Protestors, who are against Egyptian President Mohamed Morsi, gather in Tahrir Square in Cairo July 3, 2013. (Photo: REUTERS/Steve Crisp)
CAIRO - 13 July 2018: Following the January revolution in 2011 and the ousting of former President Hosni Mubarak, Egyptian youth have tried democracy probably for the first time in the 2012 elections, but were obviously disappointed after facing a very hard choice in its second round.
Eventually, they had to choose between Ahmed Shafik, who served as the minister of civil aviation in the era of Mubarak, and Mohamed Morsi, leader of the Muslim Brotherhood group, which they did not know well as it was almost silenced by Mubarak.
Millions of Egyptians headed to polling stations to vote for Morsi who died earlier this year during a trial, but only one year following his ruling, millions including former Morsi supporters took to the streets on June 30, 2013, calling on him to “leave” his post. Morsi was ousted a few days later.
On August 14, 2013, policemen and hundreds of Morsi supporters in Rabaa al-Adaweya and Nahda squares died during the dispersal of the protests, which called for returning the so-called legitimate president.
In 2012, the year Morsi ruled, Egyptians have been angered by Muslim Brotherhood political failures and democracy breaches.
In a step that seems democratic, Morsi announced that the Egyptian Constituent Assembly would vote on a new constitution in late 2012. The constitution was seen to be biased to the MB, as Islamist members reportedly represented 76 percent of the Assembly. In addition, legal experts thought it was full of defects.
A more balanced assembly was then formed, including police and army personnel, and representatives of Egypt's churches. On November 16, a few days before the vote, Catholic, Orthodox and Evangelical churches in Egypt announced their withdrawal from the assembly, as it did not support religious pluralism, according to a unified statement from the churches.
Civil movements’ leaders, including Amr Moussa, former secretary-general of the Arab League; Gaber Nassar, former head of Cairo University; Anwar Esmat al-Sadat, nephew of late President Sadat; in addition to human activists, church representatives and more than 20 members of the assembly, withdrew from the assembly.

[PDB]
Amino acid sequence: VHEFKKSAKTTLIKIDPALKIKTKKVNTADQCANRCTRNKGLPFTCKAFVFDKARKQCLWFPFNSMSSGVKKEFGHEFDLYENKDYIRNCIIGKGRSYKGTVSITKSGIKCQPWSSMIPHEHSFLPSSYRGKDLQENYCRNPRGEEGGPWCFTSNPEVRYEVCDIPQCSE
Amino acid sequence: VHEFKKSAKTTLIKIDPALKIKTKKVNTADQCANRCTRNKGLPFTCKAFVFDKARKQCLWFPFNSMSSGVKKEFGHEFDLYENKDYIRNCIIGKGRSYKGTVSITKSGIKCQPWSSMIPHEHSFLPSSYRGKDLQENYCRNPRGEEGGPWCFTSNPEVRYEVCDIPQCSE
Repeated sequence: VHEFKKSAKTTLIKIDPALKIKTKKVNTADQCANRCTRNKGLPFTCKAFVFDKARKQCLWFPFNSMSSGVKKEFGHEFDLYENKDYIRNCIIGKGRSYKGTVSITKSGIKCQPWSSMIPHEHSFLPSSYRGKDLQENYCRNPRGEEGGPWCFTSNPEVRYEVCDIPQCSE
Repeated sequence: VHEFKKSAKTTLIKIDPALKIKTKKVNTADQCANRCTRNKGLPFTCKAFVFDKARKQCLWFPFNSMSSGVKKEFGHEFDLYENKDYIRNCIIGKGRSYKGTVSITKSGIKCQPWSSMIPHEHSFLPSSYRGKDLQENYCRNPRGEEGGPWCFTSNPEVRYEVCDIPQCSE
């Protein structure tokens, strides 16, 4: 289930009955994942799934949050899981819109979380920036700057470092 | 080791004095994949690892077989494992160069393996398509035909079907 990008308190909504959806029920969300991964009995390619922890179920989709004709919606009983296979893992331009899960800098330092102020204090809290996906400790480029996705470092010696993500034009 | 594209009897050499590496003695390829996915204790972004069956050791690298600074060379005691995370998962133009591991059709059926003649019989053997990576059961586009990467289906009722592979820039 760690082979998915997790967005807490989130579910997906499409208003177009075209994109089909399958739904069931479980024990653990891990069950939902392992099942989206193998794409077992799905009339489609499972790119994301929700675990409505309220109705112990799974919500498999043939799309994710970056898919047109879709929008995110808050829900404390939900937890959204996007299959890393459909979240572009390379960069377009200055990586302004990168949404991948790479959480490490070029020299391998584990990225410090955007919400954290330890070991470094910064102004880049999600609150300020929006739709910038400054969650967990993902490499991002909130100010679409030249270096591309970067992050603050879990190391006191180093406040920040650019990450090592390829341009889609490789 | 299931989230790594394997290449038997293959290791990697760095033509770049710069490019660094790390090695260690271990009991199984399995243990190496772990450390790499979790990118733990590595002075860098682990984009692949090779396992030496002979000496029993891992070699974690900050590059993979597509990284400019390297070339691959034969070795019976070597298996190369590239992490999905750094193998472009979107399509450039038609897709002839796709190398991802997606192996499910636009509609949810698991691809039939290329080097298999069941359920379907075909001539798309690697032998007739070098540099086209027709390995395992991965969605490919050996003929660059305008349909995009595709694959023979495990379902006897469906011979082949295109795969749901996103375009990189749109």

However, Morsi insisted on not postponing the voting process and the Muslim Brotherhood amassed more than 10.6 million votes in favor of the constitution, while more than 6 million votes opposed it.
Changeable stance, false promises
Khairat al-Shater, deputy supreme guide of the MB group at the time, claimed in the interview that the military institution said that it was delighted by the MB's decision not to run for presidency or seek the majority of seats in the Parliament.
However, in January 2012, it was announced that the MB's political wing, Freedom and Justice Party, won 235 total seats in the Egyptian Parliament, which represented about 47 percent of the total parliamentarian seats. The FJP was formed following the January revolution.
Moreover, on March 31, 2012, Mohamed Badie, the MB supreme guide, announced that Shater requested to resign from the group to run for president, after he was nominated by the MB. Shater said that he had never thought of taking up an executive post in the state; however, he had to abide by the group’s commands.
Less than a month later, the Egyptian election authority rejected the request of Shater to run for president, due to national legal procedures; the MB leaders were not surprised. Few days before the exclusion of Shater, the group reportedly prepared Morsi as an alternative. Apparently, the group did not dare to risk the chance.
Morsi won the presidential election with reportedly more than 13 million votes, representing about 51.7 percent of the electorate in the second round of the 2012 presidential election, to become the first elected president since the ousting of Mubarak.
Morsi thought he would satisfy people by promising them to solve problems concerning fuel, traffic, security and bread in 100 days. However, many people complained that Morsi failed to fulfill his promise.
The first 100 days of Morsi’s term were not successful, former parliamentarian Bassel Adel told CNN.
Adel claimed that Morsi wasted 40 percent of his time travelling abroad although the 100-day program and the Muslim Brotherhood’s Nahda presidential program which Morsi adopted focused on the internal affairs. In addition, Morsi was late forming the Cabinet which had not shown its efficiency up till now, he said.
Hamdi Bekheit, a military expert, claimed that the Nahda project needs 15 years in order to be achieved. He told CNN that the president and the ruling party exploited the ignorance and unawareness of many people, making promises they cannot fulfill. He added that the Nahda project needed a higher budget than the country could bear at the time.
Bekheit said that the security situation in Sinai had been worsened during the rule of Morsi and the MB, claiming that Morsi released prisoners [arrested during the January revolution] to distract people from questioning him about his promise.
On the other hand, Morsi claimed in the October War anniversary in 2012 that he has fulfilled 70 percent of the goals during his first 100 days.